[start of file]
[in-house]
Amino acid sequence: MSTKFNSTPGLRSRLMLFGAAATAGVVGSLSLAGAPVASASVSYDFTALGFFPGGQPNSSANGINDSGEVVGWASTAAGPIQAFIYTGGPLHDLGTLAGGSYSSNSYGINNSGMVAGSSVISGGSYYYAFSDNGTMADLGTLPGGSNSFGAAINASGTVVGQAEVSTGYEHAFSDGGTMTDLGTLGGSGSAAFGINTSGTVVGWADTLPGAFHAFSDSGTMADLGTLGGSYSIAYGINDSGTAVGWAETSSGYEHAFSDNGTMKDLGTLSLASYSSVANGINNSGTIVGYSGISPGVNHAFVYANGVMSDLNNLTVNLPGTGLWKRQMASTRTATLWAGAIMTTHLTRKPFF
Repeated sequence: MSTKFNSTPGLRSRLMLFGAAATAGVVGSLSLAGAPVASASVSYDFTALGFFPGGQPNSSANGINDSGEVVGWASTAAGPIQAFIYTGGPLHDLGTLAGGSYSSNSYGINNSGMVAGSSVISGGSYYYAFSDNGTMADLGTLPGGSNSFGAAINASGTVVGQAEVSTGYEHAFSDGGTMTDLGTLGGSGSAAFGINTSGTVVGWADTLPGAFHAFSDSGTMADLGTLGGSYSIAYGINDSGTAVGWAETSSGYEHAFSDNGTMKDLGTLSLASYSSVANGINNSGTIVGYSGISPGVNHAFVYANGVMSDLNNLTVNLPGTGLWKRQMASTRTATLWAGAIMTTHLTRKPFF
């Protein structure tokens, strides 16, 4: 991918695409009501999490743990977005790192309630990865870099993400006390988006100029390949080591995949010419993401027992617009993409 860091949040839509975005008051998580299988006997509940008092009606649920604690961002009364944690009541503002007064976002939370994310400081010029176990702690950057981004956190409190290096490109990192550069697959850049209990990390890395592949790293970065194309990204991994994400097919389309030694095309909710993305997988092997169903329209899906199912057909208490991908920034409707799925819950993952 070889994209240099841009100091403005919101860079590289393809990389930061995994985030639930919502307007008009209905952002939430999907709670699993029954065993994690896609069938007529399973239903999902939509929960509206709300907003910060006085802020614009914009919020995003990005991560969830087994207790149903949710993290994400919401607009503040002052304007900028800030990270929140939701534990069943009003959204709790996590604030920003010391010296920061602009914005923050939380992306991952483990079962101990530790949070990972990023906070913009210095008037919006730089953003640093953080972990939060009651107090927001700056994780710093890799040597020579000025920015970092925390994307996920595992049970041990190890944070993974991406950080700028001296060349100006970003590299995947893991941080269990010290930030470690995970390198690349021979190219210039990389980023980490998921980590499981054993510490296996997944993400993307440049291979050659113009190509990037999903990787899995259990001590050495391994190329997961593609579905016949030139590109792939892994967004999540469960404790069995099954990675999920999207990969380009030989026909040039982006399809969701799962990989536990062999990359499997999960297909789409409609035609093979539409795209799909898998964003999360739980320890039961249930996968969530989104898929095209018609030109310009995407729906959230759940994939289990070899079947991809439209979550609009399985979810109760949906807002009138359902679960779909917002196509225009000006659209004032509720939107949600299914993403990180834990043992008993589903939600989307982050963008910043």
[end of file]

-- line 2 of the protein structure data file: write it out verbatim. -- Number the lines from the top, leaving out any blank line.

Amino acid sequence: MSTKFNSTPGLRSRLMLFGAAATAGVVGSLSLAGAPVASASVSYDFTALGFFPGGQPNSSANGINDSGEVVGWASTAAGPIQAFIYTGGPLHDLGTLAGGSYSSNSYGINNSGMVAGSSVISGGSYYYAFSDNGTMADLGTLPGGSNSFGAAINASGTVVGQAEVSTGYEHAFSDGGTMTDLGTLGGSGSAAFGINTSGTVVGWADTLPGAFHAFSDSGTMADLGTLGGSYSIAYGINDSGTAVGWAETSSGYEHAFSDNGTMKDLGTLSLASYSSVANGINNSGTIVGYSGISPGVNHAFVYANGVMSDLNNLTVNLPGTGLWKRQMASTRTATLWAGAIMTTHLTRKPFF